Friday, November 11, 2011

The Dropkick Murphys: The Green Fields of France

It was the 11th hour of the eleventh day of the 11th month when the Armistice was signed between the Allies and the Central Powers – specifically Germany – ending World War I. That was 1918 and it was the “war to end all wars.” Unfortunately, that was not the case. World War I resulted in World War II and other conflicts – such as issues in the Middle East can be attributed to the carving of the former Ottoman Empire into the countries of Iraq, Syria, Lebanon, Jordan (then Trans Jordan), Palestine (now Israel), and Turkey.

In addition, the war created Yugoslavia which was fraught with problems and eventually disbanded amidst wars and violence. Germany’s surrender of its colonial holdings gave Japan a foothold in the Mariana Islands when it received Saipan as a spoil of war – leading to a base of operations closer to Pearl Harbor.

In fact most of the problems in the world post 1918 can be indirectly traced to the hand of one man, Gavrilo Princip, a Bosnian Serb, who fired the shot which killed Austro-Hungarian Arch Duke Franz Ferdinand – an action that caused the beginning of World War I or as it was known then, the Great War. In 1999, Time magazine called Princip “the trigger of the 20th century.”

In a blog about music, it is difficult to find a song that deals with the topic of World War I. It is even more difficult to find one to fit our Friday Flipside feature as one. Since I couldn’t I am going to utilize a song by Boston’s Celtic-Punk band – the Dropkick Murphys. In 2005, the band recorded their rendition of Eric Bogle’s “The Green Fields of France” for the LP “The Warrior’s Code.” Bogle was inspired to write the song when traveling across France and seeing the cemeteries dotted with crosses in memory of the war dead. One caught Bogle’s attention, the stone of Irishman Willie McBride of the Royal Inniskilling Fusiliers. McBride died in 1916 at age 19.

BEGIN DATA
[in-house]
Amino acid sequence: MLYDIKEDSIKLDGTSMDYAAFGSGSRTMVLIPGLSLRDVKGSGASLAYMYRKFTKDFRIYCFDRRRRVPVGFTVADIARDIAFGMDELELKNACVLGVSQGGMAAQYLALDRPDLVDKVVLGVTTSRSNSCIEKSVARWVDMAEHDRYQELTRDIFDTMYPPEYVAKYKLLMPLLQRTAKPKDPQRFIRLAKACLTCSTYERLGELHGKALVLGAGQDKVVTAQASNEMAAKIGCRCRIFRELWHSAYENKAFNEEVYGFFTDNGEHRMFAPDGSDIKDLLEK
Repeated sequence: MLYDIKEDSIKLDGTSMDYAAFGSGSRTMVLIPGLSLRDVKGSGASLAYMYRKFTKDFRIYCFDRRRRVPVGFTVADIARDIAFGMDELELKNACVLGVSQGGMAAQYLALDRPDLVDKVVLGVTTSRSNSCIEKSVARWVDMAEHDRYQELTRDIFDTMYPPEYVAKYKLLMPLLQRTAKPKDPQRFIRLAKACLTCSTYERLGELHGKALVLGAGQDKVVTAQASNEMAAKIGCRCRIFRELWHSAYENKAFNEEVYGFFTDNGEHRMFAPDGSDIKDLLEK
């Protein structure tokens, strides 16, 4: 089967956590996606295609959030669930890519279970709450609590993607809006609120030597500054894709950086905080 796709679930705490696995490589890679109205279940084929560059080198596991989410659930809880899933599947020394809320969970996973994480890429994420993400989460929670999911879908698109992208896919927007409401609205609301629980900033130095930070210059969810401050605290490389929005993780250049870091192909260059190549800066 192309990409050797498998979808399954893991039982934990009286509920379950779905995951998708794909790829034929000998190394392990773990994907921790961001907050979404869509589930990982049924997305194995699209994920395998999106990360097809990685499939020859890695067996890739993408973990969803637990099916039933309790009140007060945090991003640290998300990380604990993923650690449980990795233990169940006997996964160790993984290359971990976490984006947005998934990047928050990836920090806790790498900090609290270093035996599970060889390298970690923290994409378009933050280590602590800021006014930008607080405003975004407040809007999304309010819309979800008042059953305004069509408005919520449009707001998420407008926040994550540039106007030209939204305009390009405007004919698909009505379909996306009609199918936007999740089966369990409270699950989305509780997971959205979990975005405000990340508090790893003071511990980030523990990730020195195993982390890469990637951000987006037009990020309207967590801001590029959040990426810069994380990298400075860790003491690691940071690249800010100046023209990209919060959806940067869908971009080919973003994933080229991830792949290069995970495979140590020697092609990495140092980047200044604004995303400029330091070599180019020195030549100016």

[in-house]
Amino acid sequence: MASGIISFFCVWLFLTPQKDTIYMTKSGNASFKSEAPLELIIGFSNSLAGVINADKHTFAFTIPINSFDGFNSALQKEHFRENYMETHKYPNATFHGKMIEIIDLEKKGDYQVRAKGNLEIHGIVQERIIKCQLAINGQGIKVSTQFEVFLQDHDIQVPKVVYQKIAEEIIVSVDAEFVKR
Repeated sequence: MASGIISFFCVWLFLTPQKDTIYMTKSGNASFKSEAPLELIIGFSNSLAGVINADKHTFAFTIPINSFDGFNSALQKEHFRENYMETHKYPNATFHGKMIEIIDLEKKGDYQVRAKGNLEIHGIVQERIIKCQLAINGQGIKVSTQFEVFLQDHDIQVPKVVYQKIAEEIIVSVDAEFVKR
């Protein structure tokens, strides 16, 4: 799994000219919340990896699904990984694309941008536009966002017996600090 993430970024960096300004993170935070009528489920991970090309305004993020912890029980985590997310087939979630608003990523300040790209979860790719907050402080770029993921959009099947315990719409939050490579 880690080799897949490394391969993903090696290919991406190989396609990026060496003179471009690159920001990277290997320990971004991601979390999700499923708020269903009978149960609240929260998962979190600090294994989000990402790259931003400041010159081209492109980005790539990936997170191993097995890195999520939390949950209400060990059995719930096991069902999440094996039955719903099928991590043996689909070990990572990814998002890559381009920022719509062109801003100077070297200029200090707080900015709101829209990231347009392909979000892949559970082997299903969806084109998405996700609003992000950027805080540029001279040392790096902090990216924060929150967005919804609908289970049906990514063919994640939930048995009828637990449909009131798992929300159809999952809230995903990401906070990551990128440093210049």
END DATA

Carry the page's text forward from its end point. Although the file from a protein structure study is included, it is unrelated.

The song has been recorded under three different titles by a wide variety of artists. Besides being known as “The Green Fields of France,” it is also called “Willie McBride” and “No Man’s Land.” Although this particular song has anti-war sentiments, many times in duty to country and honor men and women have gone to war risking their lives for a conflict in which they did not particularly support; however, duty called and they responded. In honor of all the veterans – thanks for your service.

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